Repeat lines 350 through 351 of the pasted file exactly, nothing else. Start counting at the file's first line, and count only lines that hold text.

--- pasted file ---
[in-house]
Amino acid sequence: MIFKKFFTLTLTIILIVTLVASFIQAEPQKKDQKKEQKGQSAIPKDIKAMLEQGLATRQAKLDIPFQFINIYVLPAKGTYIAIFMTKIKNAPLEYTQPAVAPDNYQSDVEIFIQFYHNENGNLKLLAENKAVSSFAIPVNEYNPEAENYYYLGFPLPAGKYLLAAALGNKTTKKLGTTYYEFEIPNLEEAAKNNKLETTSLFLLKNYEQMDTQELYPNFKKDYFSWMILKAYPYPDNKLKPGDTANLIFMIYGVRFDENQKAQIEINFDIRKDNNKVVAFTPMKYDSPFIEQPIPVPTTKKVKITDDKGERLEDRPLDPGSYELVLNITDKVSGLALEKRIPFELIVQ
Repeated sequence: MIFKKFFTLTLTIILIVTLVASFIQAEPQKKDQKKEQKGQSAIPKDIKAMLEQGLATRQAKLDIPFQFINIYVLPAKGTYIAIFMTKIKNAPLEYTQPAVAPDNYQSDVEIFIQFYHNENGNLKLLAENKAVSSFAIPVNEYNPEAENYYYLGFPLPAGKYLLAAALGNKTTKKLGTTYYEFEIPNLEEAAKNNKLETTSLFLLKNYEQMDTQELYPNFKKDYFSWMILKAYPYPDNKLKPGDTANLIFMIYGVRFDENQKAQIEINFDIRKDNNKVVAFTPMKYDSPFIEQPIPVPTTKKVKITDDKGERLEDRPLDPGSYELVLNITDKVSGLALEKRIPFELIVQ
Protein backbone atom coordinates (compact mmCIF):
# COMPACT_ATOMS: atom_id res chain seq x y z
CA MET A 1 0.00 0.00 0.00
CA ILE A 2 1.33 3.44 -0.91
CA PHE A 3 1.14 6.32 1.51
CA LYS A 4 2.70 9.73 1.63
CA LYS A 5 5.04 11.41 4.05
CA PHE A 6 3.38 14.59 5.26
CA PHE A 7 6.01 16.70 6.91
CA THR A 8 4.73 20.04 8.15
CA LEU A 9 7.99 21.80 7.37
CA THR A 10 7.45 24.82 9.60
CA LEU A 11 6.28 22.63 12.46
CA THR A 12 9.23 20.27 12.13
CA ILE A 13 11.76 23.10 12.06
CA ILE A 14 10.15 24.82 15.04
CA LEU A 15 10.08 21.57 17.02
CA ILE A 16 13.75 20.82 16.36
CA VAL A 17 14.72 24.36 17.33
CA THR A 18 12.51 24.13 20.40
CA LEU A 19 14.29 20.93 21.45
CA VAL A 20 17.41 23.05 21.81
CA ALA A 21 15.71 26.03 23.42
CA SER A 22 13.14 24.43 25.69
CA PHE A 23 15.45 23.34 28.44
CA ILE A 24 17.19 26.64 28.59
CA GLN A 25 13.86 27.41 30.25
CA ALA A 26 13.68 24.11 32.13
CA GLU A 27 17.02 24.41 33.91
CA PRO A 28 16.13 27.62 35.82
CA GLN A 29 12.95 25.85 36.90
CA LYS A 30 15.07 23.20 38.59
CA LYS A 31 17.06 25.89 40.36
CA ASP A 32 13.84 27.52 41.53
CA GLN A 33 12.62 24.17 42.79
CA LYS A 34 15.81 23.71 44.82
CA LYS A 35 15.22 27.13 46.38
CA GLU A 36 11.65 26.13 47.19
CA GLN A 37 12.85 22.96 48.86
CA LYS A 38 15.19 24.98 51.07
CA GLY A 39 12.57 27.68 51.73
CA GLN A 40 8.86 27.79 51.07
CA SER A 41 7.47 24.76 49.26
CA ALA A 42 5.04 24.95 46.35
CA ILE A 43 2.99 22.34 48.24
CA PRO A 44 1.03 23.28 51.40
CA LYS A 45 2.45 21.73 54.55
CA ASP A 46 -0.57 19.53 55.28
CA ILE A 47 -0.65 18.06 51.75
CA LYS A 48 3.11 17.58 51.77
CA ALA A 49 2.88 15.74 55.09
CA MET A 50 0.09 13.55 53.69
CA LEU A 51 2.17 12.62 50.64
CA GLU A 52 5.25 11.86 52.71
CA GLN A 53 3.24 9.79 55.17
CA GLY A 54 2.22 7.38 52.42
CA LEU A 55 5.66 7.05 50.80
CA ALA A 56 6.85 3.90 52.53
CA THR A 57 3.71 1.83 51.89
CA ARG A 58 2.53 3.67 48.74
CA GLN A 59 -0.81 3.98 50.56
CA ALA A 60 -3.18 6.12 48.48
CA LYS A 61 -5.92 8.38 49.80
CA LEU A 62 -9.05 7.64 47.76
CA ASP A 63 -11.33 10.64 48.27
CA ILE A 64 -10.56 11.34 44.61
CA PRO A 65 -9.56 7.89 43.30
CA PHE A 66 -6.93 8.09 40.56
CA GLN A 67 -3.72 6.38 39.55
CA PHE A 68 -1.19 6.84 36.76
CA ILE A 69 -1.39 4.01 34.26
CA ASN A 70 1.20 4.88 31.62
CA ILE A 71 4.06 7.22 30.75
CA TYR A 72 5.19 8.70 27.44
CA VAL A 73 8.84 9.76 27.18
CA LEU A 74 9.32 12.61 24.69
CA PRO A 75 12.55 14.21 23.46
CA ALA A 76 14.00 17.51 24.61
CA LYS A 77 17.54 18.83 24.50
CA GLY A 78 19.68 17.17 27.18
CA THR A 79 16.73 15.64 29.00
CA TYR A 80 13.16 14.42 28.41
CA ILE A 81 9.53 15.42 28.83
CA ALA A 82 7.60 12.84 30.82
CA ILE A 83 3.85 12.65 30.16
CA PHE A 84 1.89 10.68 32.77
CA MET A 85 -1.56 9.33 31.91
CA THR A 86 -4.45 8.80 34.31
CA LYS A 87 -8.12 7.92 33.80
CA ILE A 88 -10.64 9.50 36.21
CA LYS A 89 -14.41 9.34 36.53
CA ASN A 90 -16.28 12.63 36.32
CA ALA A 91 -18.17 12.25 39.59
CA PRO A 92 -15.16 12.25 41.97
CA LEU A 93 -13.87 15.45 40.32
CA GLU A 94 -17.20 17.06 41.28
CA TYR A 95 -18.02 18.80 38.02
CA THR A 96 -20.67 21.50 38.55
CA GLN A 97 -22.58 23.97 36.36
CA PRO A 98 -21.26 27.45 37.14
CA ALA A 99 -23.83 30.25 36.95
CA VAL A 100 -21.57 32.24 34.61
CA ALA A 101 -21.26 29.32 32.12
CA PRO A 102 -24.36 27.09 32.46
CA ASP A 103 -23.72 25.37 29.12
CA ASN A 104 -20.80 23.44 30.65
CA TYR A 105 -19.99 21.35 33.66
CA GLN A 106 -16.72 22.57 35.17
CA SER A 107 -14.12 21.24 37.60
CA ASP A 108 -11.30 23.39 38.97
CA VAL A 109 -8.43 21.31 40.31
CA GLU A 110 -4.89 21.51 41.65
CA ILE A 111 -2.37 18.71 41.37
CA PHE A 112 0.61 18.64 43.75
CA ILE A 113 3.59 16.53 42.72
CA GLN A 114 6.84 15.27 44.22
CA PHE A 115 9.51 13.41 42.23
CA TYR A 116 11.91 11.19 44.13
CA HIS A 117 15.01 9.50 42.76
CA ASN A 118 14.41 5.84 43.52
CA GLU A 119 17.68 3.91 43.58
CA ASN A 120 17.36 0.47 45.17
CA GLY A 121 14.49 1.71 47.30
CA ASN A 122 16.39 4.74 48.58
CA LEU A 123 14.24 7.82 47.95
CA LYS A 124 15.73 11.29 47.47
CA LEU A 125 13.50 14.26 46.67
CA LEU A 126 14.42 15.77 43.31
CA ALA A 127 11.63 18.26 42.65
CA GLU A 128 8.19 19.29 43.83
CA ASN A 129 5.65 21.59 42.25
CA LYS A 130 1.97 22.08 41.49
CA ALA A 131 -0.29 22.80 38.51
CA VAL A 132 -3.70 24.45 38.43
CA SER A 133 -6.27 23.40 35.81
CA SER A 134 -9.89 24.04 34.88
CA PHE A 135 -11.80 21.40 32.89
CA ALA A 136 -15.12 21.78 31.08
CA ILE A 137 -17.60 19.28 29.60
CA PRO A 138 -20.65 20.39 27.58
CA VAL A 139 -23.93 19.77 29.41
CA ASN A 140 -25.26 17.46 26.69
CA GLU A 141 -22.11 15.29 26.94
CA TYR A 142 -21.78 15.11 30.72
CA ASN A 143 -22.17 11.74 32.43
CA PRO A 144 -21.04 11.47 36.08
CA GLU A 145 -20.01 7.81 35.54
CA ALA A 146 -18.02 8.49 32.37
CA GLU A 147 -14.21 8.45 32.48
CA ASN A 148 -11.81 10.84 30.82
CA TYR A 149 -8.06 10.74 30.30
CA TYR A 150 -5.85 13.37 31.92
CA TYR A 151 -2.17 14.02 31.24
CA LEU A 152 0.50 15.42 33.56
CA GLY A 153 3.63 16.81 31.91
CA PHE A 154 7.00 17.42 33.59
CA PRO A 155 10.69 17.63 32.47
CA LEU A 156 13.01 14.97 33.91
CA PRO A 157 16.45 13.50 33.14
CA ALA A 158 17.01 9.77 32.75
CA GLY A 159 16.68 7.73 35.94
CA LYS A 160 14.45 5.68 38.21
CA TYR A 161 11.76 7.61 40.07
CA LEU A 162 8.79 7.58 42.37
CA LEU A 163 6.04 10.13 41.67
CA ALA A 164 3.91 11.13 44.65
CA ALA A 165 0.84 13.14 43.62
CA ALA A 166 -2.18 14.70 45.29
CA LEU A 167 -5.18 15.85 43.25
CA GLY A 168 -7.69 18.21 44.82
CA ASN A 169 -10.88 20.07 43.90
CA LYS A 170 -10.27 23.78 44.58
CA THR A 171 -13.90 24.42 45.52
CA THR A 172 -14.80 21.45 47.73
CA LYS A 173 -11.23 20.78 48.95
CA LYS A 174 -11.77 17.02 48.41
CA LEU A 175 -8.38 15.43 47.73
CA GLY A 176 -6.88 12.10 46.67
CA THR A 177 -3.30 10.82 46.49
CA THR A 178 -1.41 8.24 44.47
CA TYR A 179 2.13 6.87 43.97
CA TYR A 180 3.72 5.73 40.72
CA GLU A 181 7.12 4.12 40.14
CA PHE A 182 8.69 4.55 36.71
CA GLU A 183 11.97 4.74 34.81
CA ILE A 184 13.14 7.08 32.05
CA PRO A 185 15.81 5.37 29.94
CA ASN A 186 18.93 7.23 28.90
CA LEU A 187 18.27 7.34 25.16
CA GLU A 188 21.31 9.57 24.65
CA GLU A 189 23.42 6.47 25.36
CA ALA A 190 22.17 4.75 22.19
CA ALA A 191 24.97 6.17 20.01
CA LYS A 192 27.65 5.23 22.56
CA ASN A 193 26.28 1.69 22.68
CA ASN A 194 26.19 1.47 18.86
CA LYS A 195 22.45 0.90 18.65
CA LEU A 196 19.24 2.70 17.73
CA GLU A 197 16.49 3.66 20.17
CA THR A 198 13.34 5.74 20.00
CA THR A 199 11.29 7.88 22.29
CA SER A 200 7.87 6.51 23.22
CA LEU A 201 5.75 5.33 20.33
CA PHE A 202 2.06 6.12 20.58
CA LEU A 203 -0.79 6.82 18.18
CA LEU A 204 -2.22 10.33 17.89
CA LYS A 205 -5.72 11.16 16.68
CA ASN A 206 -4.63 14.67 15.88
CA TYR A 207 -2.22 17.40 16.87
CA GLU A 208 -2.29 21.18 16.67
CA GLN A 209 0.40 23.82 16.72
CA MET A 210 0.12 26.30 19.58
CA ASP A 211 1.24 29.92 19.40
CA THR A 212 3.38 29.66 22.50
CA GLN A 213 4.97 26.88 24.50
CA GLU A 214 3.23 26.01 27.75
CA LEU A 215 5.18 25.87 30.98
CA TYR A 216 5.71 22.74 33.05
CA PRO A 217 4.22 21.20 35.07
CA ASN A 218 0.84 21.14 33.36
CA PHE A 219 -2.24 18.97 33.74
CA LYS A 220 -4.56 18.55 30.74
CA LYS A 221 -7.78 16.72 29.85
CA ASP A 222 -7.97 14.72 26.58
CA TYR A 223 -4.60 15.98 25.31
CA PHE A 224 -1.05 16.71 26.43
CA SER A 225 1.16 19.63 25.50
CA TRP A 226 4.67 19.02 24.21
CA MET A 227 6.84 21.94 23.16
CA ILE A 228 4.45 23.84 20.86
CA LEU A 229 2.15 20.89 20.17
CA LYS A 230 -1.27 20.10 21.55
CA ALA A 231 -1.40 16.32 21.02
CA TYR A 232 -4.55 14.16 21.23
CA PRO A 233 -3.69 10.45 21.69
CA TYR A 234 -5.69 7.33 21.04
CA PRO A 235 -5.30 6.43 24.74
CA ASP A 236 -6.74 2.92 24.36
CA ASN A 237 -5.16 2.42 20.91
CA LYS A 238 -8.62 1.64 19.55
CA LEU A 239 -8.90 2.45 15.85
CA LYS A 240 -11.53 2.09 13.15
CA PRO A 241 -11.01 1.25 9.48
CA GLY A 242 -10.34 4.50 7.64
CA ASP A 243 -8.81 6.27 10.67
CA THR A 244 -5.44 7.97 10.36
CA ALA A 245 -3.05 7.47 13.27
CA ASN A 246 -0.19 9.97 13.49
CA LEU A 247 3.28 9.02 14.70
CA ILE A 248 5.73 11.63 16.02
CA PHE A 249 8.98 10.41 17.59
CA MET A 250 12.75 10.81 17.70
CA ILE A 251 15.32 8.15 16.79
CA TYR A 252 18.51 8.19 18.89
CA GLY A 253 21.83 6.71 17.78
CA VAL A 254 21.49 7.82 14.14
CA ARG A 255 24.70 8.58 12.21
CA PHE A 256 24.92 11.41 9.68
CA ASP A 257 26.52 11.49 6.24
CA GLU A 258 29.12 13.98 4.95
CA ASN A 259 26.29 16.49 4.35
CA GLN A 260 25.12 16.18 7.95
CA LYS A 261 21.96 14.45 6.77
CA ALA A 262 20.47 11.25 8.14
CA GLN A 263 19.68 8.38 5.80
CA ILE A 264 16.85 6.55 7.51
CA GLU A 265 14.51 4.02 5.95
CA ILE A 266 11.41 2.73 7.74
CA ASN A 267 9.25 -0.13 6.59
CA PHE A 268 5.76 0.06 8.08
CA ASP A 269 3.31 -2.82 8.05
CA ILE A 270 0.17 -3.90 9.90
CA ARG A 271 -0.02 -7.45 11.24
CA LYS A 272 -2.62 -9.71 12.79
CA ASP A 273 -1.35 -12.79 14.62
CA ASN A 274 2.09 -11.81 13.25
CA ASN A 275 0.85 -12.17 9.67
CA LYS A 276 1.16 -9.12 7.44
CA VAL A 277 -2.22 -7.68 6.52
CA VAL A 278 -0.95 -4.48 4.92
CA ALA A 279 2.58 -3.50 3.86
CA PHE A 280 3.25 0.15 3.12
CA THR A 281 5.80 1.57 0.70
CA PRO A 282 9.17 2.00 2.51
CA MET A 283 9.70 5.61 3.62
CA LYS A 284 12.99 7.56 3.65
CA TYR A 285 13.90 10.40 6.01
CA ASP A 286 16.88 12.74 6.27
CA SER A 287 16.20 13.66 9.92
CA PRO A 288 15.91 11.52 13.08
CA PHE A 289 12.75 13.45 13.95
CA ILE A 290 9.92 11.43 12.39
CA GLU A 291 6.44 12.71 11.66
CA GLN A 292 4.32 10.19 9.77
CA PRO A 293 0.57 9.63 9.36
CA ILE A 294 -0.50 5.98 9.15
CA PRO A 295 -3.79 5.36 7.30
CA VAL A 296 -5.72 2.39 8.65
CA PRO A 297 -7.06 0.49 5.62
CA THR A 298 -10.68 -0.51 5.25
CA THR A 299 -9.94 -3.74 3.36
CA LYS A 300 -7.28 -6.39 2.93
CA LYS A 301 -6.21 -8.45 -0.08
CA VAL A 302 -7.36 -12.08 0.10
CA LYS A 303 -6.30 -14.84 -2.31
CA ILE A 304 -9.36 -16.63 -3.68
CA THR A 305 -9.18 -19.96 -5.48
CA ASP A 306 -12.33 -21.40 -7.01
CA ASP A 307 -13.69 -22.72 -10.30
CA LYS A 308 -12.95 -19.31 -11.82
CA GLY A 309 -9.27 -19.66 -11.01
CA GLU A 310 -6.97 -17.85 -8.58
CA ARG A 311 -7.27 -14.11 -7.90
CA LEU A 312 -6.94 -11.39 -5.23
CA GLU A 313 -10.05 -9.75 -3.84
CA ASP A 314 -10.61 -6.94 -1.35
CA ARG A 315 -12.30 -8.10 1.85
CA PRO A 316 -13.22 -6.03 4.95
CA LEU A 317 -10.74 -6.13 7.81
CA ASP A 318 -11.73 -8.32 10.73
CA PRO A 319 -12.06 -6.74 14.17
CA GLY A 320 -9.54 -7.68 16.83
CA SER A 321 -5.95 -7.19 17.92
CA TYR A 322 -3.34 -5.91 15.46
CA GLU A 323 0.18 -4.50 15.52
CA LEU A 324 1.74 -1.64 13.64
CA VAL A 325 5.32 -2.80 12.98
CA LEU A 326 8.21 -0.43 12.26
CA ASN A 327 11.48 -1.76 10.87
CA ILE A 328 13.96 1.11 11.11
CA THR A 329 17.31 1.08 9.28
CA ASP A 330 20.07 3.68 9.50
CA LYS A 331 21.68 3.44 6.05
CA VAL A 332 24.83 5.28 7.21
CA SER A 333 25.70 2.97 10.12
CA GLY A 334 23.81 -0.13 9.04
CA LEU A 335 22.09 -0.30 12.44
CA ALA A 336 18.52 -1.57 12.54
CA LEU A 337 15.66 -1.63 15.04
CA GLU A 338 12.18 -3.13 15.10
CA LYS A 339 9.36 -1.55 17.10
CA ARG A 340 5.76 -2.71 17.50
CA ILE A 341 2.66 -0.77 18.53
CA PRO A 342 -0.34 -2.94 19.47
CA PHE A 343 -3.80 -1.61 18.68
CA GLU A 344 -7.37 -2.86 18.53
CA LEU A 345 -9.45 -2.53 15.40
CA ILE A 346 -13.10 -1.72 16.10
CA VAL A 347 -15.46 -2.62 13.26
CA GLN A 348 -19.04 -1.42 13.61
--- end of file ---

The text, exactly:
CA LEU A 345 -9.45 -2.53 15.40
CA ILE A 346 -13.10 -1.72 16.10